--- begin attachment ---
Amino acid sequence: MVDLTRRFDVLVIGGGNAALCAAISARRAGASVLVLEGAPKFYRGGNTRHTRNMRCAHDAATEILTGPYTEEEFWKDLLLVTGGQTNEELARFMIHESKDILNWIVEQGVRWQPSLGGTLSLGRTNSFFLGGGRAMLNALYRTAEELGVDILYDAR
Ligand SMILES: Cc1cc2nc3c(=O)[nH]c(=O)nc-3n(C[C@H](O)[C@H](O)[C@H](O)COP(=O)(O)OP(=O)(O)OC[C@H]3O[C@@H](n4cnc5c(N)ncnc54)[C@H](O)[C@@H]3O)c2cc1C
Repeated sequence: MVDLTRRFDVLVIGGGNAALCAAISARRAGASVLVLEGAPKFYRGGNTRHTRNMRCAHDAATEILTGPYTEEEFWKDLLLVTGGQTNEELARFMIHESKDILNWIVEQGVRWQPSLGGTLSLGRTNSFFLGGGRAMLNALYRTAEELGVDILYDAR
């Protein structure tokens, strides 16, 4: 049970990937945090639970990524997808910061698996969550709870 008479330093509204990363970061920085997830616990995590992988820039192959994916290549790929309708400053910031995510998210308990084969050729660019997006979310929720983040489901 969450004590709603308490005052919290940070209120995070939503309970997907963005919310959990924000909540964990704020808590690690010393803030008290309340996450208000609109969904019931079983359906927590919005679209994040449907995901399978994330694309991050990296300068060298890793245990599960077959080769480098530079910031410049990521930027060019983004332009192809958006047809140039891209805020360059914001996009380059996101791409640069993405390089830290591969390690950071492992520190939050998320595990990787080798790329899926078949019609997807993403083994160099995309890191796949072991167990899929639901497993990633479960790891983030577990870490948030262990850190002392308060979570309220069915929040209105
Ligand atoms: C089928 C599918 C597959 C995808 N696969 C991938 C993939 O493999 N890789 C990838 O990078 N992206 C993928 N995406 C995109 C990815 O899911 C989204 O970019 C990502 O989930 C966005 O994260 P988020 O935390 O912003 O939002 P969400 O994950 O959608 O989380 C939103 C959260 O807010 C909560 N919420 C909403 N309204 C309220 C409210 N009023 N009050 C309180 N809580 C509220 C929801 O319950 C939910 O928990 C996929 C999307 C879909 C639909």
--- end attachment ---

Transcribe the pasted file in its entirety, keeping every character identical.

Amino acid sequence: MVDLTRRFDVLVIGGGNAALCAAISARRAGASVLVLEGAPKFYRGGNTRHTRNMRCAHDAATEILTGPYTEEEFWKDLLLVTGGQTNEELARFMIHESKDILNWIVEQGVRWQPSLGGTLSLGRTNSFFLGGGRAMLNALYRTAEELGVDILYDAR
Ligand SMILES: Cc1cc2nc3c(=O)[nH]c(=O)nc-3n(C[C@H](O)[C@H](O)[C@H](O)COP(=O)(O)OP(=O)(O)OC[C@H]3O[C@@H](n4cnc5c(N)ncnc54)[C@H](O)[C@@H]3O)c2cc1C
Repeated sequence: MVDLTRRFDVLVIGGGNAALCAAISARRAGASVLVLEGAPKFYRGGNTRHTRNMRCAHDAATEILTGPYTEEEFWKDLLLVTGGQTNEELARFMIHESKDILNWIVEQGVRWQPSLGGTLSLGRTNSFFLGGGRAMLNALYRTAEELGVDILYDAR
């Protein structure tokens, strides 16, 4: 049970990937945090639970990524997808910061698996969550709870 008479330093509204990363970061920085997830616990995590992988820039192959994916290549790929309708400053910031995510998210308990084969050729660019997006979310929720983040489901 969450004590709603308490005052919290940070209120995070939503309970997907963005919310959990924000909540964990704020808590690690010393803030008290309340996450208000609109969904019931079983359906927590919005679209994040449907995901399978994330694309991050990296300068060298890793245990599960077959080769480098530079910031410049990521930027060019983004332009192809958006047809140039891209805020360059914001996009380059996101791409640069993405390089830290591969390690950071492992520190939050998320595990990787080798790329899926078949019609997807993403083994160099995309890191796949072991167990899929639901497993990633479960790891983030577990870490948030262990850190002392308060979570309220069915929040209105
Ligand atoms: C089928 C599918 C597959 C995808 N696969 C991938 C993939 O493999 N890789 C990838 O990078 N992206 C993928 N995406 C995109 C990815 O899911 C989204 O970019 C990502 O989930 C966005 O994260 P988020 O935390 O912003 O939002 P969400 O994950 O959608 O989380 C939103 C959260 O807010 C909560 N919420 C909403 N309204 C309220 C409210 N009023 N009050 C309180 N809580 C509220 C929801 O319950 C939910 O928990 C996929 C999307 C879909 C639909």